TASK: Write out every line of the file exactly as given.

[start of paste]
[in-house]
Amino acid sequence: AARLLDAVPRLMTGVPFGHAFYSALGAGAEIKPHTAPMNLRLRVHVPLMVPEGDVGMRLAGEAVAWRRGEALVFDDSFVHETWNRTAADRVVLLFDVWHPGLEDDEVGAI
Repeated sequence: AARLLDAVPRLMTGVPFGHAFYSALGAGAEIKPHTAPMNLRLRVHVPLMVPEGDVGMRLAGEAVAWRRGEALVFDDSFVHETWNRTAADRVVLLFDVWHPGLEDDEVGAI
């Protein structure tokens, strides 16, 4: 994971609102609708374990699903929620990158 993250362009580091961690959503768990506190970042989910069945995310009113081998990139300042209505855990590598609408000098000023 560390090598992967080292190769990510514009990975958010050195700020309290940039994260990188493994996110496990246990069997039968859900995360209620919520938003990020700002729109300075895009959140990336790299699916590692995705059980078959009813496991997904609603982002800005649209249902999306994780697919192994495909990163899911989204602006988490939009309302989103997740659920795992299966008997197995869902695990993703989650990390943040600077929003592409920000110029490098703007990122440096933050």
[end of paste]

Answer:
[in-house]
Amino acid sequence: AARLLDAVPRLMTGVPFGHAFYSALGAGAEIKPHTAPMNLRLRVHVPLMVPEGDVGMRLAGEAVAWRRGEALVFDDSFVHETWNRTAADRVVLLFDVWHPGLEDDEVGAI
Repeated sequence: AARLLDAVPRLMTGVPFGHAFYSALGAGAEIKPHTAPMNLRLRVHVPLMVPEGDVGMRLAGEAVAWRRGEALVFDDSFVHETWNRTAADRVVLLFDVWHPGLEDDEVGAI
């Protein structure tokens, strides 16, 4: 994971609102609708374990699903929620990158 993250362009580091961690959503768990506190970042989910069945995310009113081998990139300042209505855990590598609408000098000023 560390090598992967080292190769990510514009990975958010050195700020309290940039994260990188493994996110496990246990069997039968859900995360209620919520938003990020700002729109300075895009959140990336790299699916590692995705059980078959009813496991997904609603982002800005649209249902999306994780697919192994495909990163899911989204602006988490939009309302989103997740659920795992299966008997197995869902695990993703989650990390943040600077929003592409920000110029490098703007990122440096933050």